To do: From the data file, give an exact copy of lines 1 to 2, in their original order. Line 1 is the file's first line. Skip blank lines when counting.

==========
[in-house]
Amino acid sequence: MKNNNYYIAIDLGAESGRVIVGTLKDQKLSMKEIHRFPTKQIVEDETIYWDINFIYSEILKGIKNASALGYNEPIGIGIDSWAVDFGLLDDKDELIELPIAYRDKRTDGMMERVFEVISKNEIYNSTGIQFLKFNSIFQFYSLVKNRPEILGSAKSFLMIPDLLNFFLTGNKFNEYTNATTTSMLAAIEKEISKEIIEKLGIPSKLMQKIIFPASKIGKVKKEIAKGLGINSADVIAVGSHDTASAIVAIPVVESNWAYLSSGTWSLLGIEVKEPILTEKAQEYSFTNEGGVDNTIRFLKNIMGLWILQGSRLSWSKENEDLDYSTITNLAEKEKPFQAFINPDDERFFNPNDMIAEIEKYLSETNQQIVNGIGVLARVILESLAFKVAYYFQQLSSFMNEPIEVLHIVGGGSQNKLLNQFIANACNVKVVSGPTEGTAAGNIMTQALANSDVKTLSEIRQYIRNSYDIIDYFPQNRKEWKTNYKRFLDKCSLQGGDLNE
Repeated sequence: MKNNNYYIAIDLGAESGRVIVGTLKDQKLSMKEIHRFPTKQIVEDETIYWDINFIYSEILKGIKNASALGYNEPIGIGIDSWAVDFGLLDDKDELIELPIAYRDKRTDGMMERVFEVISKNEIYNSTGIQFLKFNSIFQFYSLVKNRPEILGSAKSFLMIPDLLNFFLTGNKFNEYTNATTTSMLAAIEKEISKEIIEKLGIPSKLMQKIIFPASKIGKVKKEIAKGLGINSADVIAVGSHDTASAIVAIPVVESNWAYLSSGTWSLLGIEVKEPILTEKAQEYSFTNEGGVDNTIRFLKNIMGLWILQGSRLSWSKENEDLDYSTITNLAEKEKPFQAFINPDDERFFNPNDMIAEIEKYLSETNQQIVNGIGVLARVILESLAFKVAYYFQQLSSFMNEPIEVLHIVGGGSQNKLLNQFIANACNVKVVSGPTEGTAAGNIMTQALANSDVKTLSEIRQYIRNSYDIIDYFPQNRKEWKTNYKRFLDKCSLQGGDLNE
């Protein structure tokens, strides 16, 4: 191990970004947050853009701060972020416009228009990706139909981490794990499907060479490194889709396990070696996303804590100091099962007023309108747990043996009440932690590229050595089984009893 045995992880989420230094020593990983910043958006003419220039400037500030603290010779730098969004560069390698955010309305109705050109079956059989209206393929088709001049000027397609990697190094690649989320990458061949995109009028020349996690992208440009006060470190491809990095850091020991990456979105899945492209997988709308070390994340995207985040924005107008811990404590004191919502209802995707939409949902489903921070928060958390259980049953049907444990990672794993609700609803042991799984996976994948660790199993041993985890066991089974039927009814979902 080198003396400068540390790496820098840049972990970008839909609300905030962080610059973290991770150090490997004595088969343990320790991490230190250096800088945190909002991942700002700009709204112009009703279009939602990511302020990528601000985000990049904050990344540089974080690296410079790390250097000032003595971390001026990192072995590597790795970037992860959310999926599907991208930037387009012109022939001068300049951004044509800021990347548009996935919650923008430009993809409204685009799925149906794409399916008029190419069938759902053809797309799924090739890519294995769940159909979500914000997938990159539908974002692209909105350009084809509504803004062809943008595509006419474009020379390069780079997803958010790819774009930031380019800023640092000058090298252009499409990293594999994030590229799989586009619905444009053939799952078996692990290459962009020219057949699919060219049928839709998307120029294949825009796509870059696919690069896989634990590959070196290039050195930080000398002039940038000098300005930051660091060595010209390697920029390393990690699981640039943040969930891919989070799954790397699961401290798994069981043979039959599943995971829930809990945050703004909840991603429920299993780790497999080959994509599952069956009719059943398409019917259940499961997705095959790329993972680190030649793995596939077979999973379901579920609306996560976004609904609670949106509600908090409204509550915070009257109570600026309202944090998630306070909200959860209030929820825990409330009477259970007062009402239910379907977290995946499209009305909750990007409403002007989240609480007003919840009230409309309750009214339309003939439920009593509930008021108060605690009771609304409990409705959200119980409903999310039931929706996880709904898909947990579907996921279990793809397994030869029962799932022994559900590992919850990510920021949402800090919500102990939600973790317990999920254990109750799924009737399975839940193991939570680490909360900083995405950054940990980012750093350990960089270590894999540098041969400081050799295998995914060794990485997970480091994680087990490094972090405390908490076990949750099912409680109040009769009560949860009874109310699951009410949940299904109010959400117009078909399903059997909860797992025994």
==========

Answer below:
[in-house]
Amino acid sequence: MKNNNYYIAIDLGAESGRVIVGTLKDQKLSMKEIHRFPTKQIVEDETIYWDINFIYSEILKGIKNASALGYNEPIGIGIDSWAVDFGLLDDKDELIELPIAYRDKRTDGMMERVFEVISKNEIYNSTGIQFLKFNSIFQFYSLVKNRPEILGSAKSFLMIPDLLNFFLTGNKFNEYTNATTTSMLAAIEKEISKEIIEKLGIPSKLMQKIIFPASKIGKVKKEIAKGLGINSADVIAVGSHDTASAIVAIPVVESNWAYLSSGTWSLLGIEVKEPILTEKAQEYSFTNEGGVDNTIRFLKNIMGLWILQGSRLSWSKENEDLDYSTITNLAEKEKPFQAFINPDDERFFNPNDMIAEIEKYLSETNQQIVNGIGVLARVILESLAFKVAYYFQQLSSFMNEPIEVLHIVGGGSQNKLLNQFIANACNVKVVSGPTEGTAAGNIMTQALANSDVKTLSEIRQYIRNSYDIIDYFPQNRKEWKTNYKRFLDKCSLQGGDLNE